EGU21-5339
https://doi.org/10.5194/egusphere-egu21-5339
EGU General Assembly 2021
© Author(s) 2021. This work is distributed under
the Creative Commons Attribution 4.0 License.

Numerical modelling of igneous processes

Tobias Keller
Tobias Keller
  • University of Glasgow, School of Geographical & Earth Sciences, Glasgow, Scotland (tobias.keller@glasgow.ac.uk)

Magma matters. From magmatic differentiation of terrestrial planets into core, mantle and crust, to magmatism modulating plate tectonics and deep volatile cycles that maintain a habitable Earth, and volcanism causing terrible hazards but also providing rich energy and mineral resources – igneous processes are integral to the evolution of Earth and other terrestrial planetary bodies. Our understanding of volcanoes and their deep magmatic roots derives from a range of disciplines including field geology, experimental petrology, geochemical analyses, geophysical imaging, and volcano monitoring. Observational and experimental studies, however, are hampered by incomplete access to processes that play out across scales ranging from sub-millimetre size to thousands of kilometres, and from seconds to billions of years. Computational modelling provides a tool kit for investigating igneous processes across these scales.

Over the past decade, my research has been focused on advancing the theoretical description and numerical application of multi-phase reaction-transport processes at the volcano to planetary scale. Mixture theory provides a framework to represent the spatially averaged behaviour of a large sample of microscopic phase constituents including mineral grains, melt films, fluid droplets, and vapour bubbles. The approach has been used successfully to model both porous flow of melt percolating through compacting rock, as well as suspension flow of crystals settling in convecting magma bodies. My recent work has introduced a new modelling framework that bridges the porous to mushy and suspension flow limits, and extends beyond solid-liquid systems to multi-phase systems including several solid, liquid, and vapour phases. Igneous process modelling can thus provide new insights into the generation and extraction of mantle melts, the dynamics of crustal magma processing, the outgassing and eruption of shallow magma reservoirs, and the generation of mineral resources by exsolution of enriched magmatic liquids.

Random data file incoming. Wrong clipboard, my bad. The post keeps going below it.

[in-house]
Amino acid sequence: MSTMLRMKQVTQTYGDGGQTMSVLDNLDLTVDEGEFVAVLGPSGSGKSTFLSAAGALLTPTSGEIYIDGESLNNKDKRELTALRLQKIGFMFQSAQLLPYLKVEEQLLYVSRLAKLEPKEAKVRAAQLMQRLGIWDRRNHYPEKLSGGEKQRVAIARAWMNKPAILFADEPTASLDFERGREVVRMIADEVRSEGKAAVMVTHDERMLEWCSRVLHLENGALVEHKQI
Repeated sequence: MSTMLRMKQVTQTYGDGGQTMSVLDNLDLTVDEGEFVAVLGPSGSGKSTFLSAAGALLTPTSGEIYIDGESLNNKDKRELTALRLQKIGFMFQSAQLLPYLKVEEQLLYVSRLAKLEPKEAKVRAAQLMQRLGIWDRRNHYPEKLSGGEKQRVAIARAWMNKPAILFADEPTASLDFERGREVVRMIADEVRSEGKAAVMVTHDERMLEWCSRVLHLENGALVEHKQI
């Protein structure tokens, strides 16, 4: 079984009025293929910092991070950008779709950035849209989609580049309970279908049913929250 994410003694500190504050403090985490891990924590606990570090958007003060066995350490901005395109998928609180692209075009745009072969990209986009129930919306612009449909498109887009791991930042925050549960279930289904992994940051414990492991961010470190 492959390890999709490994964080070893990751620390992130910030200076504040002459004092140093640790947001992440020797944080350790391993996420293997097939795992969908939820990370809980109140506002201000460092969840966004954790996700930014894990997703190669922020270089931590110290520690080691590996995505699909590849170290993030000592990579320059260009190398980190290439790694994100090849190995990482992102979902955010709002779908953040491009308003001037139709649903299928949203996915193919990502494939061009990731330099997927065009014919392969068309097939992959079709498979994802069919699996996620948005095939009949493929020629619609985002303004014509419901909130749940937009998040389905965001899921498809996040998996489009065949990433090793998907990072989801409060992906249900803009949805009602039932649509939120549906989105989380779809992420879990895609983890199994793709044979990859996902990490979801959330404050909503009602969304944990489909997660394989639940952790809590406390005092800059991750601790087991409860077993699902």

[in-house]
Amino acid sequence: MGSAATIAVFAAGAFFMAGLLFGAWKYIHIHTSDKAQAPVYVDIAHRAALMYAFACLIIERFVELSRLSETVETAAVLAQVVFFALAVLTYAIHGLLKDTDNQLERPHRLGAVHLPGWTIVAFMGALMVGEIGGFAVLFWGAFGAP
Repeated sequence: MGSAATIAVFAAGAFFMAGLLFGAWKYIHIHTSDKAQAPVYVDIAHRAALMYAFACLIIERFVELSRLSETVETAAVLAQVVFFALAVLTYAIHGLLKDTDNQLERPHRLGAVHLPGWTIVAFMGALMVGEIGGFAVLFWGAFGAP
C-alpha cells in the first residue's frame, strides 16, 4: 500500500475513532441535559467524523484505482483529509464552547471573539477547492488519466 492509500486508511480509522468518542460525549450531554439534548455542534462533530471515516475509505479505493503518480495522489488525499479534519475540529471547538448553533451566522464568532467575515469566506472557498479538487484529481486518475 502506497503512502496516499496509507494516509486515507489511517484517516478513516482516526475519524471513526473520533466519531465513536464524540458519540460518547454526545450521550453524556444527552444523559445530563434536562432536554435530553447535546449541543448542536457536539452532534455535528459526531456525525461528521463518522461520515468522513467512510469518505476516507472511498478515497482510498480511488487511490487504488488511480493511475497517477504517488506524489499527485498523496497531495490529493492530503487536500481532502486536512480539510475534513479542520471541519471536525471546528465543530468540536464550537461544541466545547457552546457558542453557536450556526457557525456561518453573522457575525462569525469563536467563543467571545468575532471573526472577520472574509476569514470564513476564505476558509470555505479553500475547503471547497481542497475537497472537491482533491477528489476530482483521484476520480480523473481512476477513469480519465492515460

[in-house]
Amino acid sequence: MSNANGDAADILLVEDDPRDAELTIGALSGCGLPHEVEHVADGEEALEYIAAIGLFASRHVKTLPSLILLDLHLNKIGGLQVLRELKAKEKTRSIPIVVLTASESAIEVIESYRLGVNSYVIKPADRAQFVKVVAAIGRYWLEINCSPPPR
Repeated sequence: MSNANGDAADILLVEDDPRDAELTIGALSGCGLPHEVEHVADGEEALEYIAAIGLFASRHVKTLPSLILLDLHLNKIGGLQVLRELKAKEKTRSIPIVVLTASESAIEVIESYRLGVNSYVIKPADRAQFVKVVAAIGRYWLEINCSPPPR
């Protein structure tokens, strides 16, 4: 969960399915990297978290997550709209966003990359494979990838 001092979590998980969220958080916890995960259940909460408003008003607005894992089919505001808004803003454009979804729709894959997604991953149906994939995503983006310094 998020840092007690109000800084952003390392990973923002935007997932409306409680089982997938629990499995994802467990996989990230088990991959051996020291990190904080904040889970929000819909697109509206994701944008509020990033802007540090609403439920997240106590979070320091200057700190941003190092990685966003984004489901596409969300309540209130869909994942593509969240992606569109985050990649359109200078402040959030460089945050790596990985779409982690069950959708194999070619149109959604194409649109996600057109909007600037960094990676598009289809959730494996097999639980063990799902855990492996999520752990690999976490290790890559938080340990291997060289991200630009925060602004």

How to cite: Keller, T.: Numerical modelling of igneous processes, EGU General Assembly 2021, online, 19–30 Apr 2021, EGU21-5339, https://doi.org/10.5194/egusphere-egu21-5339, 2021.

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